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St Richard's and Half-Way Tree Primary bask In GSAT success

Published:Friday | June 19, 2015 | 6:00 AM
From left: Chevel Cespedies, Robert Neil and Matthew Sinclair of St Richard’s Primary School, the three students with the highest Grade Six Achievement Test scores at the St Andrew-based school.

While many primary schools are suffering from low Grade Six Achievement Test (GSAT) mathematics scores, principal of St Richard's Primary, Maureen Wong, is beaming with excite-ment at her students' performance.

"We did exceedingly well and the results speak for themselves. We had some workshops for the teachers and the students were cognisant that mathematics was a weak area, and so there was more focus on it this year than the previous years," Wong told The Gleaner.

She was extremely proud of all the students, but Robert Neil and Chevel Cespedies stood out with the highest scores in all the subject areas.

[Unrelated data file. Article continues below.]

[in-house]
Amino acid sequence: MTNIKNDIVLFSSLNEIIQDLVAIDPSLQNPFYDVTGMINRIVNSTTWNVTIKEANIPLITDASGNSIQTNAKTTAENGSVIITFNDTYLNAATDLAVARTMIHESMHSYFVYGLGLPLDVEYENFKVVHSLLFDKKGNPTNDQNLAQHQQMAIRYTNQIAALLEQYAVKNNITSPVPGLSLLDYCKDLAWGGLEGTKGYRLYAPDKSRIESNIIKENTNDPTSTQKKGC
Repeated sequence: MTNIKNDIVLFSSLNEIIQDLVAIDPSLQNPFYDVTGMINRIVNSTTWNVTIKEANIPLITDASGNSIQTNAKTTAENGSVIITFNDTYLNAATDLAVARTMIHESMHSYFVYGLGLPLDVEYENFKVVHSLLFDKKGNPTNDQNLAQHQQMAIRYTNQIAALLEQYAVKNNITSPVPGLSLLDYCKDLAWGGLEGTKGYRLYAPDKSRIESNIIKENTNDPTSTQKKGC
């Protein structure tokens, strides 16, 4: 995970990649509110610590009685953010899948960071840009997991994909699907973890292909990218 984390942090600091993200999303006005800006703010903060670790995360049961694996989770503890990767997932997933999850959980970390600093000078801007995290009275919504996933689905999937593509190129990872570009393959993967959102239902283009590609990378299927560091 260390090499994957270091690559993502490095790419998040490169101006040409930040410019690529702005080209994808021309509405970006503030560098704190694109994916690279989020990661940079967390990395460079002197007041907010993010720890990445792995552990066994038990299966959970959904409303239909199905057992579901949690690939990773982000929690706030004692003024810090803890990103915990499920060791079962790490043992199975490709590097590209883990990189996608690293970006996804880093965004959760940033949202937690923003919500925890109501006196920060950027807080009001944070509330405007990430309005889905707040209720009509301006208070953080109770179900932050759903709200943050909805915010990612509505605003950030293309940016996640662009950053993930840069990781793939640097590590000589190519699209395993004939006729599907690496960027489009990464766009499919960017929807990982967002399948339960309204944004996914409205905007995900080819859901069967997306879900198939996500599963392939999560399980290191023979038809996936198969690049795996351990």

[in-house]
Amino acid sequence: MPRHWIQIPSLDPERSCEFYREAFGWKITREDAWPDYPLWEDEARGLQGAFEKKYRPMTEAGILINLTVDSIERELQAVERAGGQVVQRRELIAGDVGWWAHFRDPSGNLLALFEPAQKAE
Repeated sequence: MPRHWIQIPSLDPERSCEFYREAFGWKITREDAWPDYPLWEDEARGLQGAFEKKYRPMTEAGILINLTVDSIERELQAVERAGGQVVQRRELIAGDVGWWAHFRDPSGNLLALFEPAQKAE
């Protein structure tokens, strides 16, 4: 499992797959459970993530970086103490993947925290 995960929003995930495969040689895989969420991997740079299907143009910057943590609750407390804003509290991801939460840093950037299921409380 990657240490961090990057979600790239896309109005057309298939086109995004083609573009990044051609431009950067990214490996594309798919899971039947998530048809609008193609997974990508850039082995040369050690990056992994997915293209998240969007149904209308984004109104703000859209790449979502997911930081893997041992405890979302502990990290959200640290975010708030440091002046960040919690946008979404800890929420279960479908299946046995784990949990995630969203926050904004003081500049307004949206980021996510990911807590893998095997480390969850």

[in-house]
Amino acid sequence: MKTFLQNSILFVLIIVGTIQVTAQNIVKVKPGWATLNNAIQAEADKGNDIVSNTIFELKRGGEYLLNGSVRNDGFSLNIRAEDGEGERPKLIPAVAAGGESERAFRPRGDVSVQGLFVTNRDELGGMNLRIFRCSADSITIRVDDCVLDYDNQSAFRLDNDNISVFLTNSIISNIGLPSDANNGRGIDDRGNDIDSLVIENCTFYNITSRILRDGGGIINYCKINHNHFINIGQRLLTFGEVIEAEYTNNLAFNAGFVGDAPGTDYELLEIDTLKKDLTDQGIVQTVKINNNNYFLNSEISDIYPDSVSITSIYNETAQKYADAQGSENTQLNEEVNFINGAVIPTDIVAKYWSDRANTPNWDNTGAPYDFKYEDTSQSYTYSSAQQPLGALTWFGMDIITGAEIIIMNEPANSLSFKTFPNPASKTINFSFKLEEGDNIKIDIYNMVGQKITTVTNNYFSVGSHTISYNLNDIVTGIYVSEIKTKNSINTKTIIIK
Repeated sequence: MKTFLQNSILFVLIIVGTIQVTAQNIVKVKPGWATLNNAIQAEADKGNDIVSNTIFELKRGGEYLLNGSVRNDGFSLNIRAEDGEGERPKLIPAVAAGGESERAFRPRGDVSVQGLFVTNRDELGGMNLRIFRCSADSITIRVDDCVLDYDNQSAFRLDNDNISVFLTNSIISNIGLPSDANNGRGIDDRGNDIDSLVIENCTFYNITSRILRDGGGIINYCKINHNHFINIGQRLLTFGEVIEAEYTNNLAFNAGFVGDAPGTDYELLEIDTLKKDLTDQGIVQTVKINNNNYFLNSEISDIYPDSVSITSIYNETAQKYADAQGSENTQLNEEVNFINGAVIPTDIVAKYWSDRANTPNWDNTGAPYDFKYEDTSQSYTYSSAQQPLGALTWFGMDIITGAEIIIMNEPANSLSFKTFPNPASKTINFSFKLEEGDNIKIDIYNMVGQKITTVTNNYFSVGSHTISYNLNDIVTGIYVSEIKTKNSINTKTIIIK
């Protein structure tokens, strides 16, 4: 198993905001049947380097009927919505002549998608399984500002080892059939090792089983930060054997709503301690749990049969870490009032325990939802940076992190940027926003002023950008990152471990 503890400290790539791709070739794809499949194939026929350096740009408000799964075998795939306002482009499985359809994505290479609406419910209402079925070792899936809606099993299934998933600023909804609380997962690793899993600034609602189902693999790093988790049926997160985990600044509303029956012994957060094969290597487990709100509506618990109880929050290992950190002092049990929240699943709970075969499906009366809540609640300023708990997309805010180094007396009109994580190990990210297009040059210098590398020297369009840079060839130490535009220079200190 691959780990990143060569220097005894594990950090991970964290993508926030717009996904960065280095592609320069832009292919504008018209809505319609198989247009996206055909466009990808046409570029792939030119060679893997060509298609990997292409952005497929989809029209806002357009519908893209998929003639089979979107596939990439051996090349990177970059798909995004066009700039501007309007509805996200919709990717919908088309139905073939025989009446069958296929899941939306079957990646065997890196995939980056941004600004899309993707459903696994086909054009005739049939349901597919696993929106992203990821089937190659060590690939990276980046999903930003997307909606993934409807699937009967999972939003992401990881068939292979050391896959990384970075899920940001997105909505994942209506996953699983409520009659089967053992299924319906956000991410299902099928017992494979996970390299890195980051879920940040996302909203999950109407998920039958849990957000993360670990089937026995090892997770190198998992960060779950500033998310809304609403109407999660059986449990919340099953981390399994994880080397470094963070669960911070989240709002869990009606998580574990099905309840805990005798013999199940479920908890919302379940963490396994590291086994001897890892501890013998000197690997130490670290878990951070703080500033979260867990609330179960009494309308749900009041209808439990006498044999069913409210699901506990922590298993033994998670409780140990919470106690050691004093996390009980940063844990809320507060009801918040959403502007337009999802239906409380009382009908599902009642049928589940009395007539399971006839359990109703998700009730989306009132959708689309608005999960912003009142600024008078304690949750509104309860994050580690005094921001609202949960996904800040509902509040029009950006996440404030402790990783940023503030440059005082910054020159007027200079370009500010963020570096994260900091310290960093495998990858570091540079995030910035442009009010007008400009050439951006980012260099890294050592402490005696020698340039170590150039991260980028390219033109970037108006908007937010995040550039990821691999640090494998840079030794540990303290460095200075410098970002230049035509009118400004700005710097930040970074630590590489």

"I had sleepless nights. I worked hard and put in a lot of commitment and dedication," Neil stressed.

"It was manageable for me. It was hard preparing, and it took a lot of determination, and I was able to be successful with the help of my teacher," Cespedies said.

Of the 192 students who sat the GSAT at Half-Way Tree Primary, Jo-Anna Bogle received perfect scores in all subject areas and is on her way to Campion College.

"I'm overwhelmed because I didn't expect it, because when I left the exam room, I thought I got two questions wrong in maths, but surprisingly, I heard that I got perfect scores," Bogle said.

TOP BOY

Following in her footsteps was Jadon Crumbie, who fell two points short of a perfect score and was the school's top boy.

"Well GSAT was a bit challenging but easy. However, math was a little hard. I didn't get to finish a question, but I still ended up with a 99.8 per cent average and my parents are proud of me," Crumbie stated.

The students at Half-Way Tree Primary had extra classes seven days per week leading up to the the exams. Free classes were taught on the weekends by the school's principal, Carol O'Connor Clarke.

"The students did extremely well. We had early-morning classes for the students, where they would come in early for personal reading, and then we had the daily preparation in the afternoon and the extra lesson and on Saturdays and Sundays I taught the free classes for them," Clarke stated gleefully.

- Oneneka Brown